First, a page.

Life Itself intercuts Ebert's life with his battle, where the audience is given the realities of the thyroid cancer such as the feeding via suction, with Chaz always at his side. As he got weaker due to his myriad of health issues, his interaction with the film's director, Steve James, became weaker. Ebert simply did not have the energy to conduct the planned series of email interviews.
Life Itself ends with Ebert's death and the tribute he received at the Chicago Theater, mourned by his family, friends, colleagues and fans.
Life Itself does not shy away from Ebert's illness as was his wish, but it might be jarring to viewers to see Ebert not just in such a feeble position but in his actual appearance. The lost jaw creates an almost ghoulish visage that might startle viewers or make them uncomfortable. The feeding via suction, along with the obvious physical toll it took on Ebert and the stress of living through this may put people off.
However, I find that while perhaps a warning to the physical sight of the ravaged Ebert may be necessary, it enhances to my mind Ebert's personal courage in not hiding the ravages his illness inflicted. He was unafraid and honest, even witty and humorous despite the toll.
We do sense that as his illness progressed, he was weakening to a point that if not a desperation at least an exhaustion had finally set in. He could not answer even the slightest question via email, let alone deeper ones. He simply had run his course.
Life Itself has many interviews from current filmmakers such as Martin Scorsese and Werner Herzog, both of whom Ebert championed. We also see Ava DuVernay, who met him as a little girl and for whom he was encouraging in her early film, I Will Follow.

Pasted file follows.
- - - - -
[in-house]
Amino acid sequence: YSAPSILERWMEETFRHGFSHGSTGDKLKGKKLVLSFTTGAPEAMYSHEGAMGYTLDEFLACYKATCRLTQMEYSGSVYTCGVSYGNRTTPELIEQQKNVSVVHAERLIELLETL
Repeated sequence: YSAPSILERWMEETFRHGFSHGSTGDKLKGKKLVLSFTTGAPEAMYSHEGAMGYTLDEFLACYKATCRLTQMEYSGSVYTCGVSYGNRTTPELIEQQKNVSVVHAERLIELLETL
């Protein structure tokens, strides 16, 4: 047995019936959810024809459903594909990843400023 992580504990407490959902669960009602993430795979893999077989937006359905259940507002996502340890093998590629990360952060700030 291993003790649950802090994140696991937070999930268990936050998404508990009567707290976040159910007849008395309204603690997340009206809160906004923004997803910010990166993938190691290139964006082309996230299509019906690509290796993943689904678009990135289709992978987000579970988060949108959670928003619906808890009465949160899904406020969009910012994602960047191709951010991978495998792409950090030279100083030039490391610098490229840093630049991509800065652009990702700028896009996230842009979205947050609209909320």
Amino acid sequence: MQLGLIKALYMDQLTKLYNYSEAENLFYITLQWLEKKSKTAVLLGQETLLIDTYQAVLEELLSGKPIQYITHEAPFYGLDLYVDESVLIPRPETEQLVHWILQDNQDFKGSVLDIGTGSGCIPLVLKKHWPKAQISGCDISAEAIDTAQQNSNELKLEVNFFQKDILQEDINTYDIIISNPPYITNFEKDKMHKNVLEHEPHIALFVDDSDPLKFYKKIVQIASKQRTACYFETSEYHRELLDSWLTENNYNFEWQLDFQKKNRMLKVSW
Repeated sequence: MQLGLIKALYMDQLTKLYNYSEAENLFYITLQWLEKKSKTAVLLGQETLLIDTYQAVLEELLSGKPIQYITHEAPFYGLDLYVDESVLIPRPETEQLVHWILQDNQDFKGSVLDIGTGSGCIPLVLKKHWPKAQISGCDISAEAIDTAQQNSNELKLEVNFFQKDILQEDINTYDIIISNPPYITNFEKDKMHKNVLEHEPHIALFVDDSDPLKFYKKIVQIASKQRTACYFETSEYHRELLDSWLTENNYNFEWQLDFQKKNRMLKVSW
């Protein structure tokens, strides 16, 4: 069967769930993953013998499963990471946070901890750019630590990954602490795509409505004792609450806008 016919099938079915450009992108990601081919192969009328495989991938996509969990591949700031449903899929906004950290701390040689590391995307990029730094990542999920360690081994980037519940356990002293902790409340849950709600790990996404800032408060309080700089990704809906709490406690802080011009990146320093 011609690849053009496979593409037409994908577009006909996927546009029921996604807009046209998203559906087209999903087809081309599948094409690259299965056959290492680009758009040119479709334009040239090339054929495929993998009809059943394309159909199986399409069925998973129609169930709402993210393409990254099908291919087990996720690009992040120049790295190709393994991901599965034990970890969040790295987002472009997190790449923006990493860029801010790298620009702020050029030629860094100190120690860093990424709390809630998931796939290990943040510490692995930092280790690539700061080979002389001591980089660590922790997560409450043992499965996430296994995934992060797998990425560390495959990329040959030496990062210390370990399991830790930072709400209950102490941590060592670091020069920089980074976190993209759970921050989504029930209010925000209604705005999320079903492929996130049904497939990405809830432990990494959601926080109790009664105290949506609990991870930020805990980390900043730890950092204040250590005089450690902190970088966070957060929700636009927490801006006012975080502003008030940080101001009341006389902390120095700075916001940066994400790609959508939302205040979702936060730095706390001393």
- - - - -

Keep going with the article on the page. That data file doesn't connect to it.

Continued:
The film does not just shy away from showing us at Ebert's physical worse but also at times at his nastiest and confrontational. Outtakes from Siskel & Ebert show how both of them could be sharp-tongued, insulting, almost hateful towards the other. We can also see that at times Ebert did not take criticism of himself. There was the time Richard Corliss, a fellow film critic, wrote a scathing piece, All Thumbs, disparaging the Siskel & Ebert method. Ebert struck back with his own take, All Stars.
Life Itself is not a hagiography, but it also is not going to delve much into finding much fault with its subject. I found Beyond the Valley of the Dolls a horror, extremely distasteful, but both that film and Ebert's admiration for Meyer were barely if actually touched on. I don't know if it was too late to talk on Ebert's take-down of Ben Lyons, the 'hipper, cuter' (and I would argue, dumber) film critic who eventually took a spot on At the Movies.
Whether Ebert, Siskel or any of those following them in At the Movies (such as Richard Roeper) did in fact get too cozy with their subjects is also left pretty much untouched.
However, this does not take away from both the skill and affection Life Itself has both in terms of filmmaking and the subject himself.
Here, I offer my own take on Roger Ebert.
I disagreed with him, sometimes on films, more often on politics.
I also deeply respect him for his enthusiasm, his genuine love of cinema, the wit and fire he brought to his reviews, good and bad. I share his view that a film should be viewed and remarked on based on what its trying to do.
Roger Ebert was one of the voices that got me into writing about film. You have to love movies to write about them, but you also have to balance emotion with intellect.
We all stand in his great shadow, and Life Itself is a great tribute to one of the leading lights of film reviewers.